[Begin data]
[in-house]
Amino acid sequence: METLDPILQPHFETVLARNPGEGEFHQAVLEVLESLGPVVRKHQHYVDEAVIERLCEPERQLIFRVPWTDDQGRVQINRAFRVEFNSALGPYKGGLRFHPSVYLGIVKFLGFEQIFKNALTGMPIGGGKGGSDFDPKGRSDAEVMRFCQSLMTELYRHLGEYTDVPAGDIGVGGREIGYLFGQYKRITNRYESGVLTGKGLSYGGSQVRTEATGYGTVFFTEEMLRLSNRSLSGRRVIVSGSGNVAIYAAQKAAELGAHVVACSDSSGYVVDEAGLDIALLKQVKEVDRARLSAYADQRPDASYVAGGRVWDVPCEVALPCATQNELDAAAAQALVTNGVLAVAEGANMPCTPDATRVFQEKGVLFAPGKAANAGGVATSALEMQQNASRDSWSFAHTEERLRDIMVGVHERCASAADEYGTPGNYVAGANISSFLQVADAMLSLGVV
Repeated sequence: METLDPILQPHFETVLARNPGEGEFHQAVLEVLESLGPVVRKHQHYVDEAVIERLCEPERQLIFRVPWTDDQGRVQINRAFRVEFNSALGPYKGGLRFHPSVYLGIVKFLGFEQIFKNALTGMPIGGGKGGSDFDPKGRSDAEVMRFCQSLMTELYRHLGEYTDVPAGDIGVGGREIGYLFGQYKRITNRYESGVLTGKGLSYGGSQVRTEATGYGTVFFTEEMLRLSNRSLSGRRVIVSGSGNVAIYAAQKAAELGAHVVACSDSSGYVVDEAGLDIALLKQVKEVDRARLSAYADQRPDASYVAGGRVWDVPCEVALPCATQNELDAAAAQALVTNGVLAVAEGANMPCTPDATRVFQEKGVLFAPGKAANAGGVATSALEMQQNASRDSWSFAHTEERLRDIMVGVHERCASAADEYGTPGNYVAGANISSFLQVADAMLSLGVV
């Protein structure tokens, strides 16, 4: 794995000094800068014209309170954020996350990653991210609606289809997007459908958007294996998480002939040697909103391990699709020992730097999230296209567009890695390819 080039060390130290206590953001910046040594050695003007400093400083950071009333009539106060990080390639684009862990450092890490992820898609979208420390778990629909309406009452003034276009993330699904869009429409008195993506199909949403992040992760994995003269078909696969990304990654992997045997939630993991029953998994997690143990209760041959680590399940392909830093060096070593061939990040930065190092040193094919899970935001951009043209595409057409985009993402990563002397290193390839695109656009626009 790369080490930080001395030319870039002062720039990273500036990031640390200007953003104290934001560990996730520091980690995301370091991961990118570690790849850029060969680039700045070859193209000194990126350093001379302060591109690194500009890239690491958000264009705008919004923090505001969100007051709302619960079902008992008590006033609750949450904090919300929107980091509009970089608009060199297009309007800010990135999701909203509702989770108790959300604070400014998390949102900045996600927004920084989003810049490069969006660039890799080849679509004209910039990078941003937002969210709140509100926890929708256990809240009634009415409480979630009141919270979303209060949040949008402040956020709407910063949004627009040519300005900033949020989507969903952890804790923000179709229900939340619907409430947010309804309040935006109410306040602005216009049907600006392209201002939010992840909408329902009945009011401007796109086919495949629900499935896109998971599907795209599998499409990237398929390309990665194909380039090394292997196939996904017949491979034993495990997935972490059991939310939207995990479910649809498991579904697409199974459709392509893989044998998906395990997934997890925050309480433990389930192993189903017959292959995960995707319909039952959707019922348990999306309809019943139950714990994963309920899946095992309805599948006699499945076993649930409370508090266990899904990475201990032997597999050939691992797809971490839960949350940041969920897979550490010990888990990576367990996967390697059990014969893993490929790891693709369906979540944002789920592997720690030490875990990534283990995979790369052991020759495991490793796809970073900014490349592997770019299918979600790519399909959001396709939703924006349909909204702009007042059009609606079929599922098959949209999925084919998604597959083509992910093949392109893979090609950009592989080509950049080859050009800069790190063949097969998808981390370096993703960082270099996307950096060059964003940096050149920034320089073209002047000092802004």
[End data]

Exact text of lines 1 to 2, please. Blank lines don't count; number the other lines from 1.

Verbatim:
[in-house]
Amino acid sequence: METLDPILQPHFETVLARNPGEGEFHQAVLEVLESLGPVVRKHQHYVDEAVIERLCEPERQLIFRVPWTDDQGRVQINRAFRVEFNSALGPYKGGLRFHPSVYLGIVKFLGFEQIFKNALTGMPIGGGKGGSDFDPKGRSDAEVMRFCQSLMTELYRHLGEYTDVPAGDIGVGGREIGYLFGQYKRITNRYESGVLTGKGLSYGGSQVRTEATGYGTVFFTEEMLRLSNRSLSGRRVIVSGSGNVAIYAAQKAAELGAHVVACSDSSGYVVDEAGLDIALLKQVKEVDRARLSAYADQRPDASYVAGGRVWDVPCEVALPCATQNELDAAAAQALVTNGVLAVAEGANMPCTPDATRVFQEKGVLFAPGKAANAGGVATSALEMQQNASRDSWSFAHTEERLRDIMVGVHERCASAADEYGTPGNYVAGANISSFLQVADAMLSLGVV